Monday, 27 September 2021

HIGHLANDER NAMED SCOTLAND'S YOUNG GAMEKEEPER OF THE YEAR 2021

Jamie Renwick receives the Scottish Young Gamekeeper of the Year award 2021, flanked by partner Emily and SGA Chairman Alex Hogg MBE.

A Highland gamekeeper who developed enduring respect for the nation’s deer through his farmer father has been named Scotland’s Young Gamekeeper of the Year 2021.

Jamie Renwick, 21, from Ullapool, received his trophy from Her Royal Highness, the Princess Royal, on Friday at the GWCT Scottish Game Fair in the grounds of Scone Palace.


Jamie Renwick receives his Young Gamekeeper of the Year award from  Her Royal Highness, The Princess Royal at the GWCT Scottish Game Fair.

The prestigious award celebrates the future of the gamekeeping profession in Scotland and has been presented by The Scottish Gamekeepers Association (SGA) since 2008.


Jamie fought off competition from gamekeepers, deer managers and river ghillies nationwide to land the prize after being selected from the shortlist by the SGA award steering group.



Raised on a farm in Ross and Cromarty, he was introduced to deer management as a 13 year old by his dad, Scott, a sheep farmer.

Upon leaving Ullapool High School, he undertook a Modern Apprenticeship in Gamekeeping and Wildlife Management at North Highland College UHI in Thurso, also completing a National Certificate.

During a work placement at Invermark Estate in Angus in 2016, he impressed his peers so much he is still there, 5 years on.

He now works his own beat on the estate in the Angus Glens, splitting his time between grouse and deer management, which remains a passion.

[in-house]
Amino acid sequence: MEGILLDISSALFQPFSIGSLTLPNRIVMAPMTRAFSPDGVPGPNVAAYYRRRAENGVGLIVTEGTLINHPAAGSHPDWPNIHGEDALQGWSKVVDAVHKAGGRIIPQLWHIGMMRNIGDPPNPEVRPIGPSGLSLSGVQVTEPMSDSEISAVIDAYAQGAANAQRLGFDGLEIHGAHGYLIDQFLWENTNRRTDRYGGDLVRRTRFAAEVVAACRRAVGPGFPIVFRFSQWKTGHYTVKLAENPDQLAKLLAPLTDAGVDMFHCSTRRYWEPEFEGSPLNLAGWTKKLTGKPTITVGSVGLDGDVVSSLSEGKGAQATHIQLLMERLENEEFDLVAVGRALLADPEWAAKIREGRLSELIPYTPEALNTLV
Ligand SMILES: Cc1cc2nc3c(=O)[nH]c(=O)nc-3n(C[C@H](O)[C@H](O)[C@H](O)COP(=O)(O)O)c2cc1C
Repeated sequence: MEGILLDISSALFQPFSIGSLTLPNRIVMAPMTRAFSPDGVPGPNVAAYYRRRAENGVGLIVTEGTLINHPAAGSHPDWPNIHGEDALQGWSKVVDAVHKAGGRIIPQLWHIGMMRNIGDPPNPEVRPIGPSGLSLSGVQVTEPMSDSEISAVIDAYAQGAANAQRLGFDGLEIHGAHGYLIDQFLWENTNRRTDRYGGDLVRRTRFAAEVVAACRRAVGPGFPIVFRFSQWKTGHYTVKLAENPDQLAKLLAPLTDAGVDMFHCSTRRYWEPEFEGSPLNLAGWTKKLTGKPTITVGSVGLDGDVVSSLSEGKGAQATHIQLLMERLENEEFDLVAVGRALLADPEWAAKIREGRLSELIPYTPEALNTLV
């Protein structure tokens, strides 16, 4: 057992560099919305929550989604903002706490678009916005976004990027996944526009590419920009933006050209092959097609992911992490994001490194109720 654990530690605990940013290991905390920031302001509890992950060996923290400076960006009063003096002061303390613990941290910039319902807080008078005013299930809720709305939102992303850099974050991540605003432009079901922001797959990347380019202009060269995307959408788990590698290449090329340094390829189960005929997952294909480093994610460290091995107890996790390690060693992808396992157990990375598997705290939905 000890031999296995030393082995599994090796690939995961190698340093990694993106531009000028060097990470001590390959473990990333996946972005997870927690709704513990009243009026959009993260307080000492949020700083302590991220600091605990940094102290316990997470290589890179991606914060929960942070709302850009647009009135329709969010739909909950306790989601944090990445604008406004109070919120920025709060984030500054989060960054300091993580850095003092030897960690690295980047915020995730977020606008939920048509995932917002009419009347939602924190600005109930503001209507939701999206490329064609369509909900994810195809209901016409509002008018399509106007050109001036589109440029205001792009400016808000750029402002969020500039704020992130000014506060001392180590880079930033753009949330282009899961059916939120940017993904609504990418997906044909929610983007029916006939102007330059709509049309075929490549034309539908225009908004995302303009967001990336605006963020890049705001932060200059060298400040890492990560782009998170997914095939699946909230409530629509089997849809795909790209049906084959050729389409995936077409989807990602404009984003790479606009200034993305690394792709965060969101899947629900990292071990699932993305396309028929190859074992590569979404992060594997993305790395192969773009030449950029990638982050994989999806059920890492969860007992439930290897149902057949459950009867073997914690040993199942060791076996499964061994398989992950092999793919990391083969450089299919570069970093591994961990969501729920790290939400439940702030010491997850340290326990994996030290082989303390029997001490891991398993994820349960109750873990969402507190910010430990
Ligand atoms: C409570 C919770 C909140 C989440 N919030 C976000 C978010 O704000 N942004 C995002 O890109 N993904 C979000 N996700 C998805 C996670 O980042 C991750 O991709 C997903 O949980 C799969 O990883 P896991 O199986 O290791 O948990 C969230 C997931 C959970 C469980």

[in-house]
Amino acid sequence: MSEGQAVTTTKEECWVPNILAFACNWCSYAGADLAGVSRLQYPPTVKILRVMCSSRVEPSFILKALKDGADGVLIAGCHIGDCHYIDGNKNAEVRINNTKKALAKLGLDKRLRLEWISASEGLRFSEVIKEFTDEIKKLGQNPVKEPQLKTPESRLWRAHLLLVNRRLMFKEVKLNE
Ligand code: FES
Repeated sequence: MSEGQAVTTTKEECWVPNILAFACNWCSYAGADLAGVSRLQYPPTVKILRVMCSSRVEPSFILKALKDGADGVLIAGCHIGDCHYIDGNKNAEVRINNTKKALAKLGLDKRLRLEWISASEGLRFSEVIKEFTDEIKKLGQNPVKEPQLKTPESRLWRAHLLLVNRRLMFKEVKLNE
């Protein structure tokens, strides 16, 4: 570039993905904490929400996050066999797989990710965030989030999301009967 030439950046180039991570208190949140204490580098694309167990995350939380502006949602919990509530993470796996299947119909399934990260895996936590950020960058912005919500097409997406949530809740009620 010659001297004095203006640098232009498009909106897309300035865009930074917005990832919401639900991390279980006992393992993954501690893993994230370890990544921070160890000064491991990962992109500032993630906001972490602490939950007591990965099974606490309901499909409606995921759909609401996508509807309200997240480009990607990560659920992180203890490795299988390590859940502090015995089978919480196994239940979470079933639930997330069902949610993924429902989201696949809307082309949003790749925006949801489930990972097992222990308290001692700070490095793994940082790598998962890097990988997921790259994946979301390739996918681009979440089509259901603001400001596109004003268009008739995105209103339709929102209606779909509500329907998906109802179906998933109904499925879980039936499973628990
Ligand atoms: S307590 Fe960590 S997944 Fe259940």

“I have known of other people to win this award but I never really thought I would do the same. I am surprised and very honoured,” said the talented youngster, who was unaware that he had been nominated.

The 2021 award is a significant one within the game sector.

This year marks the SGA's Year of Employment, a 12 month celebration of the work carried out by land and river managers, largely free of charge, on behalf of Scotland’s environment and biodiversity.

Also honoured by the gamekeeping body was Dr James Fenton for unstinting advocacy in support of Scotland’s moorlands, globally rare habitats recognised by international Directives. 


Dr James Fenton with the Ronnie Rose Award 2021
James received the Ronnie Rose Trophy for lasting contributions to Conservation and Education, an award named after the late wildlife manager, author and one of the developers of the Queen Elizabeth Forest Park.


James, a botanist, was the National Trust for Scotland’s first ecologist and has worked in the UK, Antarctica and the Falkland Islands.


He authored the SGA’s paper, A Future for Moorland in Scotland, in 2015, and remains committed to moorland preservation, opposing ill-judged forestry expansion which results in biodiversity loss.


He said: “The open moors of the Scottish highlands could be one of the most natural vegetation patterns remaining in Europe. There needs to be agreement on the areas of moorland to be retained as moorland in the light of its continual loss and fragmentation through forest/woodland creation.”


The SGA 2021 award winners with their prizes.

Rounding off the ceremony in Perthshire, SGA Chairman Alex Hogg, MBE, presented Long Service Awards to Roddy Forbes, Brian Dickson and Ian Dempster for over 40 years of unbroken service to their profession. 

John Mcleod from Peebles was presented with his long service award on Saturday.








John Mcleod receives his Long Service award from SGA Chairman Alex Hogg MBE.